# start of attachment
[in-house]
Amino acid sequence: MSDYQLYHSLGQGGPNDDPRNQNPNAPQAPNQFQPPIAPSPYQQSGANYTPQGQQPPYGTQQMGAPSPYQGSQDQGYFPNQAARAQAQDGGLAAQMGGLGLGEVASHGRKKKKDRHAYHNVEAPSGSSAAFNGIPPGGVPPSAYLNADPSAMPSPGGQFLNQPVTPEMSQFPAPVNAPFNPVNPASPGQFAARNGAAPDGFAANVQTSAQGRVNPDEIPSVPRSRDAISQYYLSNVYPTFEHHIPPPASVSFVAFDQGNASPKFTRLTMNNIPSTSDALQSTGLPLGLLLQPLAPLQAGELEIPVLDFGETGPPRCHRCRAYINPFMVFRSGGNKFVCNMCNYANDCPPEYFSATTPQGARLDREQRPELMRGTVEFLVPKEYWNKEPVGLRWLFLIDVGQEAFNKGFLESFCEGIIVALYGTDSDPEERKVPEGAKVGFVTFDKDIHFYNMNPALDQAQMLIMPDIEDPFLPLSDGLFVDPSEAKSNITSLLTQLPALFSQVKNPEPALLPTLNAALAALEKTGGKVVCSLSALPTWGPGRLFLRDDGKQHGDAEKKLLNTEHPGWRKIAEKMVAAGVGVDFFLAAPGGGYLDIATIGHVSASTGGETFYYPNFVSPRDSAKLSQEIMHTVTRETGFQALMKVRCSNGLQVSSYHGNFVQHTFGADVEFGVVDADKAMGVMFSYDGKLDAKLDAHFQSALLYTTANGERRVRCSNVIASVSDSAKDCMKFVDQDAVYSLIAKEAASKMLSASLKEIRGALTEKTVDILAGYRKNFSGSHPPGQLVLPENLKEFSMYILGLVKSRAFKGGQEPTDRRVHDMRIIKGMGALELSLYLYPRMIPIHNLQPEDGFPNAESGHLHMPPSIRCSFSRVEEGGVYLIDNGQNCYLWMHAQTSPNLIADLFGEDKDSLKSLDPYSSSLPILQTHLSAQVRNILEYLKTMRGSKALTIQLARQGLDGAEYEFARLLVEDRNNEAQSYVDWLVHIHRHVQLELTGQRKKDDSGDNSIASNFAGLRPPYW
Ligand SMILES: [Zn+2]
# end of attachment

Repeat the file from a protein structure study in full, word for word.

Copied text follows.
[in-house]
Amino acid sequence: MSDYQLYHSLGQGGPNDDPRNQNPNAPQAPNQFQPPIAPSPYQQSGANYTPQGQQPPYGTQQMGAPSPYQGSQDQGYFPNQAARAQAQDGGLAAQMGGLGLGEVASHGRKKKKDRHAYHNVEAPSGSSAAFNGIPPGGVPPSAYLNADPSAMPSPGGQFLNQPVTPEMSQFPAPVNAPFNPVNPASPGQFAARNGAAPDGFAANVQTSAQGRVNPDEIPSVPRSRDAISQYYLSNVYPTFEHHIPPPASVSFVAFDQGNASPKFTRLTMNNIPSTSDALQSTGLPLGLLLQPLAPLQAGELEIPVLDFGETGPPRCHRCRAYINPFMVFRSGGNKFVCNMCNYANDCPPEYFSATTPQGARLDREQRPELMRGTVEFLVPKEYWNKEPVGLRWLFLIDVGQEAFNKGFLESFCEGIIVALYGTDSDPEERKVPEGAKVGFVTFDKDIHFYNMNPALDQAQMLIMPDIEDPFLPLSDGLFVDPSEAKSNITSLLTQLPALFSQVKNPEPALLPTLNAALAALEKTGGKVVCSLSALPTWGPGRLFLRDDGKQHGDAEKKLLNTEHPGWRKIAEKMVAAGVGVDFFLAAPGGGYLDIATIGHVSASTGGETFYYPNFVSPRDSAKLSQEIMHTVTRETGFQALMKVRCSNGLQVSSYHGNFVQHTFGADVEFGVVDADKAMGVMFSYDGKLDAKLDAHFQSALLYTTANGERRVRCSNVIASVSDSAKDCMKFVDQDAVYSLIAKEAASKMLSASLKEIRGALTEKTVDILAGYRKNFSGSHPPGQLVLPENLKEFSMYILGLVKSRAFKGGQEPTDRRVHDMRIIKGMGALELSLYLYPRMIPIHNLQPEDGFPNAESGHLHMPPSIRCSFSRVEEGGVYLIDNGQNCYLWMHAQTSPNLIADLFGEDKDSLKSLDPYSSSLPILQTHLSAQVRNILEYLKTMRGSKALTIQLARQGLDGAEYEFARLLVEDRNNEAQSYVDWLVHIHRHVQLELTGQRKKDDSGDNSIASNFAGLRPPYW
Ligand SMILES: [Zn+2]